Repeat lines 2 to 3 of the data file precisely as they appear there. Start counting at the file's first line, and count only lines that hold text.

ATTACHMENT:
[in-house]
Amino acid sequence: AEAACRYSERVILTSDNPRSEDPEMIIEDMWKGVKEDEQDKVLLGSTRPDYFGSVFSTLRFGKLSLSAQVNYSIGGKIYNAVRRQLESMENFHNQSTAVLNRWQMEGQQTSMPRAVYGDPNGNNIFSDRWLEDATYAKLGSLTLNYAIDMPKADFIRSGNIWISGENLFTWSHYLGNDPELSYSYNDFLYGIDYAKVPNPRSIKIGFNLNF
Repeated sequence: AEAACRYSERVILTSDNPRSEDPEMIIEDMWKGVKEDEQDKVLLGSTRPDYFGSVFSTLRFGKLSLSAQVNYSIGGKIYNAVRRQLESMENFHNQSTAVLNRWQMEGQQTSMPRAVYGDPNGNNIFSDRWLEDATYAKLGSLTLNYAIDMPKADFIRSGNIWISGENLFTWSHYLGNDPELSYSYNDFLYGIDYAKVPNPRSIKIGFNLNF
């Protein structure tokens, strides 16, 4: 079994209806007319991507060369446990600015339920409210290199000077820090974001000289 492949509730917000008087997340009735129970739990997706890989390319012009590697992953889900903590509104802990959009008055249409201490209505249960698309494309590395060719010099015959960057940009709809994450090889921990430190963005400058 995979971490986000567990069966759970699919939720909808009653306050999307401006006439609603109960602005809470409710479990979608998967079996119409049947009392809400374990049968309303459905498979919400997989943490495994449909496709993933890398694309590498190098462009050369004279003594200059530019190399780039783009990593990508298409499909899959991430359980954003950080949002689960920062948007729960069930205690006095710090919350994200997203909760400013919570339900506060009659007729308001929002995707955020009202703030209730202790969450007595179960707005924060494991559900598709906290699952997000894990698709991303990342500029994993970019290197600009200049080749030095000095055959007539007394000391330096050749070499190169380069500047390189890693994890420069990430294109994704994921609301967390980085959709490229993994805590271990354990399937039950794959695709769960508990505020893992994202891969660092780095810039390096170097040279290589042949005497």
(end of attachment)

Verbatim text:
Amino acid sequence: AEAACRYSERVILTSDNPRSEDPEMIIEDMWKGVKEDEQDKVLLGSTRPDYFGSVFSTLRFGKLSLSAQVNYSIGGKIYNAVRRQLESMENFHNQSTAVLNRWQMEGQQTSMPRAVYGDPNGNNIFSDRWLEDATYAKLGSLTLNYAIDMPKADFIRSGNIWISGENLFTWSHYLGNDPELSYSYNDFLYGIDYAKVPNPRSIKIGFNLNF
Repeated sequence: AEAACRYSERVILTSDNPRSEDPEMIIEDMWKGVKEDEQDKVLLGSTRPDYFGSVFSTLRFGKLSLSAQVNYSIGGKIYNAVRRQLESMENFHNQSTAVLNRWQMEGQQTSMPRAVYGDPNGNNIFSDRWLEDATYAKLGSLTLNYAIDMPKADFIRSGNIWISGENLFTWSHYLGNDPELSYSYNDFLYGIDYAKVPNPRSIKIGFNLNF